Kotzebue musher Baker pulls away to win Kuskokwim 300

TOUGH COMPETITION: Musher from Kotzebue denies former and current Iditarod champions.

January 17, 2010 

John Baker of Kotzebue beat the elements and a pair of Iditarod champions, breaking away from Lance Mackey and Martin Buser early Sunday morning and cruising to victory in the Kuskokwim 300 sled dog race.

Baker and his team of 10 dogs reached the finish line in frigid, wind-blown Bethel at 6:26 p.m. to claim the $20,000 prize for first place in the sport's richest mid- distance sled dog race.

"This is the type of race we've been working 15 years to be able to compete in and win," Baker said in a finish-line interview with KYUK radio. "... It shows we're going in the right direction with the dog team."

Baker, 47, took command early Sunday morning on the 50-mile run from Kalskag to Tuluksak.

Baker, Mackey and Buser arrived at Kalskag within a minute of each other -- Baker and Mackey at 3:01 a.m. and Buser at 3:02 a.m. Baker left at 3:03, Mackey at 3:05 and Buser at 3:48. Both Mackey and Buser dropped two dogs at the checkpoint but Baker kept all 11 animals in harness for the ride to Tuluksak.

Baker made the run in 5 hours, 32 minutes -- 36 minutes faster than Mackey. After a mandatory four-hour layover during which he dropped one dog, Baker left Tuluksak at 12:35 p.m., followed by Mackey at 1:16 p.m. and Buser at 1:40 p.m.

Though he was never threatened the rest of the way, Baker never took victory for granted as he drove his team across the glare ice of the Kuskokwim River.

"When you're racing with people like Lance and Martin, you never know," he told KYUK. "When I was coming across the finish line, I kinda looked back, because you just never know."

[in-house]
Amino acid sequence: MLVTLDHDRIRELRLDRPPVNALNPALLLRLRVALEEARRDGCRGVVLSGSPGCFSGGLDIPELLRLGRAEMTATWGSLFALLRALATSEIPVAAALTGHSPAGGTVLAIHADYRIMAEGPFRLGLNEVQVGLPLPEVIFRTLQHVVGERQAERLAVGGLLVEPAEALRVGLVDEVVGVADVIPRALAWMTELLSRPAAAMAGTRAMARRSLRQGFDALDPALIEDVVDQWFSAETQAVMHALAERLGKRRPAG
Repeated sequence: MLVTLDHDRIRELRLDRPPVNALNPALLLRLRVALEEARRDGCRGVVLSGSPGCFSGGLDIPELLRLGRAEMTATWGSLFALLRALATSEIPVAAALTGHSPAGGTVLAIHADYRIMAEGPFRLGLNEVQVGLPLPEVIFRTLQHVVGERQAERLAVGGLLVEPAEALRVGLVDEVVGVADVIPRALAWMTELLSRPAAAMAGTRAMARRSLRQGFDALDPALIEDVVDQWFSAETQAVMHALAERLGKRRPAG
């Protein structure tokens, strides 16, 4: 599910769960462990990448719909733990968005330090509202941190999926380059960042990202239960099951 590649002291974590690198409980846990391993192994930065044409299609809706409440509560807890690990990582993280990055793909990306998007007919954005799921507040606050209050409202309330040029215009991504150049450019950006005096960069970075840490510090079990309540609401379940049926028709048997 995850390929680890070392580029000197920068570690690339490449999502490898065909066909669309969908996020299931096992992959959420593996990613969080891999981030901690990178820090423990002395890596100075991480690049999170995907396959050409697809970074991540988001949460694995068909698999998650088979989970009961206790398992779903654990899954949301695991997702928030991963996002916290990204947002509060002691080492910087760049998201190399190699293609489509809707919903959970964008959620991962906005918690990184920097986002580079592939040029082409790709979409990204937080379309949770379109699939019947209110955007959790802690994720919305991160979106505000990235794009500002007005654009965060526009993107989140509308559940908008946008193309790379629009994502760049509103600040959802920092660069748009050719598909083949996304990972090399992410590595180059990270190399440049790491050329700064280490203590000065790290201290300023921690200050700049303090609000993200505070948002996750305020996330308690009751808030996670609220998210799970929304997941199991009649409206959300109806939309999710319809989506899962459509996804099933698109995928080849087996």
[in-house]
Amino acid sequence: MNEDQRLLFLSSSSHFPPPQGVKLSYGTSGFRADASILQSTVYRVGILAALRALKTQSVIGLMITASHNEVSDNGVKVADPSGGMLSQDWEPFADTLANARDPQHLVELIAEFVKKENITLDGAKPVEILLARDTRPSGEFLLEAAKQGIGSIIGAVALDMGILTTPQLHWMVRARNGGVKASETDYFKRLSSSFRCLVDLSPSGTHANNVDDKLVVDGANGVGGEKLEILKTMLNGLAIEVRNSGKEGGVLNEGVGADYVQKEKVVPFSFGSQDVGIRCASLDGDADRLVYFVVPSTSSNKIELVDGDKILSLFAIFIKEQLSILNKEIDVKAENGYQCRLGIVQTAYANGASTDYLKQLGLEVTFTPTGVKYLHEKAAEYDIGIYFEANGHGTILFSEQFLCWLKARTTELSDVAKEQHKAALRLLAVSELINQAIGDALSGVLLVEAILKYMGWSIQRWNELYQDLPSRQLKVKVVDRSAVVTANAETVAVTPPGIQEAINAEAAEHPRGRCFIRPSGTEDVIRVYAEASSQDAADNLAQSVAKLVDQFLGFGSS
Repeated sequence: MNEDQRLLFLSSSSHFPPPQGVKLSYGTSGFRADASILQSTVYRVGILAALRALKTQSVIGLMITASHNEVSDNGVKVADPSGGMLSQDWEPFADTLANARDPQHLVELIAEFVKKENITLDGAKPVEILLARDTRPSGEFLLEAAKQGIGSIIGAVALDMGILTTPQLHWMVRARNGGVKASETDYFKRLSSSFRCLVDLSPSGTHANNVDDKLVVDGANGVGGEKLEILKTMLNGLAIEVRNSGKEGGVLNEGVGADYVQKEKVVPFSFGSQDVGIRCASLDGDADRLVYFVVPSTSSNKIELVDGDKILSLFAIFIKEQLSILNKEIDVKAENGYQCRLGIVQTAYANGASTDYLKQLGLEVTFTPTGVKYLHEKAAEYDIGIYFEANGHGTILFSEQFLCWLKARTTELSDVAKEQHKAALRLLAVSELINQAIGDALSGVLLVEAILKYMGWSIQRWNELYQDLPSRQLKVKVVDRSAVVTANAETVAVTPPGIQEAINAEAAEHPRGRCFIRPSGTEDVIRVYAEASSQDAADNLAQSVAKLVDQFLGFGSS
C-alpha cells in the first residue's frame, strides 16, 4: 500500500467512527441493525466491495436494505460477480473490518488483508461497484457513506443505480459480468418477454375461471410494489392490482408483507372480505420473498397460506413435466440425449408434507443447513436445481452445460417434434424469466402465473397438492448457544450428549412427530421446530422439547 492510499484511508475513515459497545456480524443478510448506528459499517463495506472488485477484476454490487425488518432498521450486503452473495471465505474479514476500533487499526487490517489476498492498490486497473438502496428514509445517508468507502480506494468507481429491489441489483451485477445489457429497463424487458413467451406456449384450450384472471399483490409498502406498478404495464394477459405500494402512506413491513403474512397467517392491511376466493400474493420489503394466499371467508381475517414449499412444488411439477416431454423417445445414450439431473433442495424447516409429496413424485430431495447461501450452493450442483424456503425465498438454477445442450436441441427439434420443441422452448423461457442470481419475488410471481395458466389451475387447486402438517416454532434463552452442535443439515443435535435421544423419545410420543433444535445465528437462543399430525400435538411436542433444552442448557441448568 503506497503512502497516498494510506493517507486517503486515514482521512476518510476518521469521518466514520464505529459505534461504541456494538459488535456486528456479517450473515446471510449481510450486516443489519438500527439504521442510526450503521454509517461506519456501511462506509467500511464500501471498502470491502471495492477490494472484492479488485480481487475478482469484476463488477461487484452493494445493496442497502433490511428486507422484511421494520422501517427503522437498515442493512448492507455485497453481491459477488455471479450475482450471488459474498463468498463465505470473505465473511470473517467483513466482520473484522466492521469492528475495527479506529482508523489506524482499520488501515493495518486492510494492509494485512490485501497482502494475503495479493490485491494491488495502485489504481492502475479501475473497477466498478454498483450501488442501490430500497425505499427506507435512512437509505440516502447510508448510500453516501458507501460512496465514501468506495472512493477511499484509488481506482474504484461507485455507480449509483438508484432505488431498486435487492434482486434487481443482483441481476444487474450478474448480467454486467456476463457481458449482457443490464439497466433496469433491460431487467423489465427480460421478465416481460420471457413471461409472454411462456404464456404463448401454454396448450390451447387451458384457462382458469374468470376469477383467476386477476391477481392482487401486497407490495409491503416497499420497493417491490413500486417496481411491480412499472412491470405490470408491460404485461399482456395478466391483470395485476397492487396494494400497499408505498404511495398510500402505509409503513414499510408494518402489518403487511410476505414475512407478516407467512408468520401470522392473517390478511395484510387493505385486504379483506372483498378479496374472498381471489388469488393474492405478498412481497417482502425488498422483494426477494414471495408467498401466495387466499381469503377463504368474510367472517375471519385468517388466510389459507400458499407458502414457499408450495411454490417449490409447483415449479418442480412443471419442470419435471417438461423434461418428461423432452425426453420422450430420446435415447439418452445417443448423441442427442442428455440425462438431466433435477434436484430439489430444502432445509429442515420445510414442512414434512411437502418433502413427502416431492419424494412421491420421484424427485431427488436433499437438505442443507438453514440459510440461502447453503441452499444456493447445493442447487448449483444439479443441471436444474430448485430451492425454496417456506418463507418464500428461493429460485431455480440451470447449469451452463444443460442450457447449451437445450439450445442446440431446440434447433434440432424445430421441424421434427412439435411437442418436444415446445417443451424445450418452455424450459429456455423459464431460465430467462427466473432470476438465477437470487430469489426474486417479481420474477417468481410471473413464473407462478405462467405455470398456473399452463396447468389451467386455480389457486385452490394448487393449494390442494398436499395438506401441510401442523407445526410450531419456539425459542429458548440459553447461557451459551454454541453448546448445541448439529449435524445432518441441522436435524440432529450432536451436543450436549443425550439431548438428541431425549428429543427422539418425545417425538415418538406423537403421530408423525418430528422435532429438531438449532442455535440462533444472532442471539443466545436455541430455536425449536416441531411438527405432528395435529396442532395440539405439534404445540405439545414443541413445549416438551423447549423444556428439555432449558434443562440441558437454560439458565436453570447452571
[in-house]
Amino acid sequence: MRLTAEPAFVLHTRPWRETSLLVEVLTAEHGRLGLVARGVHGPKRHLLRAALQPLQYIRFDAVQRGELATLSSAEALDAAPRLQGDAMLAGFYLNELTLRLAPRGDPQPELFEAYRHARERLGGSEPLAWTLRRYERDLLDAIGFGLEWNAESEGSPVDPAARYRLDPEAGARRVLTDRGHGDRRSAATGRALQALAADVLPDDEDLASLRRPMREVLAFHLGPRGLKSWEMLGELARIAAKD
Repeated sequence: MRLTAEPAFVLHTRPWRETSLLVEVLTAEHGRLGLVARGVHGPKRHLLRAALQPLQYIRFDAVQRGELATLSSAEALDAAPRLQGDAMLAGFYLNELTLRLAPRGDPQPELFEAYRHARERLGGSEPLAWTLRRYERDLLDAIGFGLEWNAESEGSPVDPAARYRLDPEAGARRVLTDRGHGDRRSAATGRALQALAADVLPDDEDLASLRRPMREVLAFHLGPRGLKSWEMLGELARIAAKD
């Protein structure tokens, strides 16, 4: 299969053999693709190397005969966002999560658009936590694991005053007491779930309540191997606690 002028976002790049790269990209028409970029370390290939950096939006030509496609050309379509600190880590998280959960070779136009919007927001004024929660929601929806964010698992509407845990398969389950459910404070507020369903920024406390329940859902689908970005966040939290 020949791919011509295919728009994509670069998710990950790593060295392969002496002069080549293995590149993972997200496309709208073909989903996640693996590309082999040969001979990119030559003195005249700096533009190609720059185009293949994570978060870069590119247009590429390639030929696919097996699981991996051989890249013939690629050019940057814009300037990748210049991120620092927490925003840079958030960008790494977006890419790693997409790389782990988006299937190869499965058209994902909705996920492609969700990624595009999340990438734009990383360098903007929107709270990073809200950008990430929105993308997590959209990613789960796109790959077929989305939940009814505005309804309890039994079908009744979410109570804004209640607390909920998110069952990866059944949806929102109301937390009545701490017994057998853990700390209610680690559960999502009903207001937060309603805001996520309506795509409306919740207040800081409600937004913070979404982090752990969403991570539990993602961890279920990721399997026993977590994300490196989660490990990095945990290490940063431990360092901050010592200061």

But Mackey, a three-time Iditarod champ from Two Rivers, and Buser, a four-time champ from Big Lake, were far behind. Buser claimed second place at 7:53 p.m. Sunday, and Mackey was poised to take third place.

As is often the case in the Kusko, which began Friday evening in Bethel, weather was a big factor. Wind chill temperatures of minus-60 and howling winds made the race difficult for man and beast.

Mushers dropped dogs liberally due to the conditions and former Iditarod champ Mitch Seavey scratched on Saturday with frozen eyeballs, according to a race official. The 60-mile Akiak Dash, at first postponed until today because of brutal cold, has been postponed again, with officials hopeful they might get it in on Tuesday.

"It's everything the Kusko is known for," Mackey told KYUK during his layover in Tuluksak. "High winds, low snow and lot of dirt, grass, sand, mud and of course glare ice."

Mackey said the ice on the Kuskokwim was so polished he could see three feet down into the river.

"Smooth as glass," he said -- which is great for hockey or figure skating, but not so great for dogs.

With or without booties, Mackey said his dogs couldn't get traction on the ice. He opted for no booties, because with booties the animals were slipping so much they risked shoulder injuries. No booties put their feet at risk, but Mackey said he'd rather deal with hurt paws than hurt shoulders. And he didn't hesitate to drop dogs that looked distressed.

"Anything at all that looks remotely close to abnormal, I'm leaving them," he told KYUK.

By the time he left Kwethluk -- the final checkpoint before the finish line in Bethel -- Mackey was down to eight dogs, having dropped six. Buser was down to seven.

But Baker finished with 10 of his original 14 dogs, including two females who led the team for the entire 300 miles. Velvet, a 5-year-old Iditarod veteran, teamed up in the lead with Snickers, a younger dog that will keep her job as leader when she makes her Iditarod debut in March, Baker said.

Baker, who runs a 35-dog kennel, boasts several top-10 Iditarod finishes, including third place last year. He has won the Kobuk 400 but had never placed higher than fourth in the Kusko.

"Winning this race nowadays, it's not that easy to do," he said. "So there's a real sense of accomplishment when you do it."

Find Beth Bragg online at adn.com/contact/bbragg or call 257-4335.

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